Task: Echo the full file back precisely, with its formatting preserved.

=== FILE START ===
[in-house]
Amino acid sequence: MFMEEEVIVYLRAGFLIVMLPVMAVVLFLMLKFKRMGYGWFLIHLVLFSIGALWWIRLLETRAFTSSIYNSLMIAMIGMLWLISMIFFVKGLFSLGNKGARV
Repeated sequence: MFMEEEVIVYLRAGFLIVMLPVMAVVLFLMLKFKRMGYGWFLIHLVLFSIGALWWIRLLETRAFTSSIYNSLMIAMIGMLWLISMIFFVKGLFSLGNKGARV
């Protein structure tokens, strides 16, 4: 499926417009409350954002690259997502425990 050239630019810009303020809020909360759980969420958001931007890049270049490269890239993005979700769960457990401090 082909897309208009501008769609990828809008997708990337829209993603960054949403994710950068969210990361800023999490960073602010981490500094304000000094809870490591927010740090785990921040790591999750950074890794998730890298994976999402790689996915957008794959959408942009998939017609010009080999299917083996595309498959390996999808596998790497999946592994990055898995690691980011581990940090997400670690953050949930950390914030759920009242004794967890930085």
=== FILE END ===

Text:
[in-house]
Amino acid sequence: MFMEEEVIVYLRAGFLIVMLPVMAVVLFLMLKFKRMGYGWFLIHLVLFSIGALWWIRLLETRAFTSSIYNSLMIAMIGMLWLISMIFFVKGLFSLGNKGARV
Repeated sequence: MFMEEEVIVYLRAGFLIVMLPVMAVVLFLMLKFKRMGYGWFLIHLVLFSIGALWWIRLLETRAFTSSIYNSLMIAMIGMLWLISMIFFVKGLFSLGNKGARV
């Protein structure tokens, strides 16, 4: 499926417009409350954002690259997502425990 050239630019810009303020809020909360759980969420958001931007890049270049490269890239993005979700769960457990401090 082909897309208009501008769609990828809008997708990337829209993603960054949403994710950068969210990361800023999490960073602010981490500094304000000094809870490591927010740090785990921040790591999750950074890794998730890298994976999402790689996915957008794959959408942009998939017609010009080999299917083996595309498959390996999808596998790497999946592994990055898995690691980011581990940090997400670690953050949930950390914030759920009242004794967890930085």